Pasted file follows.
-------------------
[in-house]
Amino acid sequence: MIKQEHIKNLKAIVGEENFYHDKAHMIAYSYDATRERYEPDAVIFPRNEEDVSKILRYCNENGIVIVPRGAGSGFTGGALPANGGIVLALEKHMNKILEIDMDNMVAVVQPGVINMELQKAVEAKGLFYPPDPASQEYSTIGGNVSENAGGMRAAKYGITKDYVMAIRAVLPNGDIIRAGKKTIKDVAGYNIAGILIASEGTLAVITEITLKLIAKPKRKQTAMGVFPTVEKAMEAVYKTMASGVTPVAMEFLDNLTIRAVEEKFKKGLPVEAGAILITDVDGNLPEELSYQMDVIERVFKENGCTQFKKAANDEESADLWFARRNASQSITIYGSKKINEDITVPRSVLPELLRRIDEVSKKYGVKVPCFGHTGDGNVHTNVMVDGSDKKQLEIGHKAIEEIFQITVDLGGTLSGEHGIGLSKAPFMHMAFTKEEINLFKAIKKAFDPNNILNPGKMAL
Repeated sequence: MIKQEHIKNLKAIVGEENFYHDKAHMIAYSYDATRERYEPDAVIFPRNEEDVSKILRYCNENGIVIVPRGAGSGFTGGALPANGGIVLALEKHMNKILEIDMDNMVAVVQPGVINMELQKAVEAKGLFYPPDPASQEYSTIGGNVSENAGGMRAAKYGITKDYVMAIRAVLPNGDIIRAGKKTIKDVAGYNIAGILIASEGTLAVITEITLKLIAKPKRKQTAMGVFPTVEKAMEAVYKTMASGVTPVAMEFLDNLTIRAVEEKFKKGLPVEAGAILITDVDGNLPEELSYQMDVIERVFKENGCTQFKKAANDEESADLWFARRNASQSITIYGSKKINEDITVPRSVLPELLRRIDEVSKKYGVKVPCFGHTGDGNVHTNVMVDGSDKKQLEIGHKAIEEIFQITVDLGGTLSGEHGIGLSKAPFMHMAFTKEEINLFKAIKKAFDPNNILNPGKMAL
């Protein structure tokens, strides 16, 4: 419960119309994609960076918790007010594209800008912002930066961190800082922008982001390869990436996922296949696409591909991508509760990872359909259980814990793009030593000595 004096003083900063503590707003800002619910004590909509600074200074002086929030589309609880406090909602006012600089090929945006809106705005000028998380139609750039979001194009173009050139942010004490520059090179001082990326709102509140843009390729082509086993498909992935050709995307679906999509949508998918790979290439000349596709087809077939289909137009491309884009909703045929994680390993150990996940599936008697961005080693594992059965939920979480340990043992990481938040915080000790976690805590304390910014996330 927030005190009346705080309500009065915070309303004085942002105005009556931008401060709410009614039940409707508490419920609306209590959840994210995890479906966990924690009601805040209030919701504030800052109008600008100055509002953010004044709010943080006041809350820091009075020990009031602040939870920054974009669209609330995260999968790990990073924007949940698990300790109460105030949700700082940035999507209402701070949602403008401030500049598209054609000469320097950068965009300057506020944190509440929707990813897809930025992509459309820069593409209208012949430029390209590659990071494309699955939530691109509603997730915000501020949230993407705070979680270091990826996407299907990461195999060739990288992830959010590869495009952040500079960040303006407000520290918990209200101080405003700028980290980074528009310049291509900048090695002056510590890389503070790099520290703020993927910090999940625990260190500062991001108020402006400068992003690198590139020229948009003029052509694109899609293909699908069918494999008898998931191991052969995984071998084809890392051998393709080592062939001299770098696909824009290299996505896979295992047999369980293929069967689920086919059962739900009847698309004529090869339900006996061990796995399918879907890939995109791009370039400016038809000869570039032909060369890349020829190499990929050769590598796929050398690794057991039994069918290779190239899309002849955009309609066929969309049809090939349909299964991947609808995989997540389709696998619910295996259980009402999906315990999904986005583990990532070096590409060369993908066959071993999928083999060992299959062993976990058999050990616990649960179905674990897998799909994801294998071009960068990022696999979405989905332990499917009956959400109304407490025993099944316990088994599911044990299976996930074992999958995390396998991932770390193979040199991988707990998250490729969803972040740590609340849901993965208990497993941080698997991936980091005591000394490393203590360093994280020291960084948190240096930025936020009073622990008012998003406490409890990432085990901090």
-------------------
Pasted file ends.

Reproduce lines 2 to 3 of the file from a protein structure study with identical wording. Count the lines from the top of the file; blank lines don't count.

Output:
Amino acid sequence: MIKQEHIKNLKAIVGEENFYHDKAHMIAYSYDATRERYEPDAVIFPRNEEDVSKILRYCNENGIVIVPRGAGSGFTGGALPANGGIVLALEKHMNKILEIDMDNMVAVVQPGVINMELQKAVEAKGLFYPPDPASQEYSTIGGNVSENAGGMRAAKYGITKDYVMAIRAVLPNGDIIRAGKKTIKDVAGYNIAGILIASEGTLAVITEITLKLIAKPKRKQTAMGVFPTVEKAMEAVYKTMASGVTPVAMEFLDNLTIRAVEEKFKKGLPVEAGAILITDVDGNLPEELSYQMDVIERVFKENGCTQFKKAANDEESADLWFARRNASQSITIYGSKKINEDITVPRSVLPELLRRIDEVSKKYGVKVPCFGHTGDGNVHTNVMVDGSDKKQLEIGHKAIEEIFQITVDLGGTLSGEHGIGLSKAPFMHMAFTKEEINLFKAIKKAFDPNNILNPGKMAL
Repeated sequence: MIKQEHIKNLKAIVGEENFYHDKAHMIAYSYDATRERYEPDAVIFPRNEEDVSKILRYCNENGIVIVPRGAGSGFTGGALPANGGIVLALEKHMNKILEIDMDNMVAVVQPGVINMELQKAVEAKGLFYPPDPASQEYSTIGGNVSENAGGMRAAKYGITKDYVMAIRAVLPNGDIIRAGKKTIKDVAGYNIAGILIASEGTLAVITEITLKLIAKPKRKQTAMGVFPTVEKAMEAVYKTMASGVTPVAMEFLDNLTIRAVEEKFKKGLPVEAGAILITDVDGNLPEELSYQMDVIERVFKENGCTQFKKAANDEESADLWFARRNASQSITIYGSKKINEDITVPRSVLPELLRRIDEVSKKYGVKVPCFGHTGDGNVHTNVMVDGSDKKQLEIGHKAIEEIFQITVDLGGTLSGEHGIGLSKAPFMHMAFTKEEINLFKAIKKAFDPNNILNPGKMAL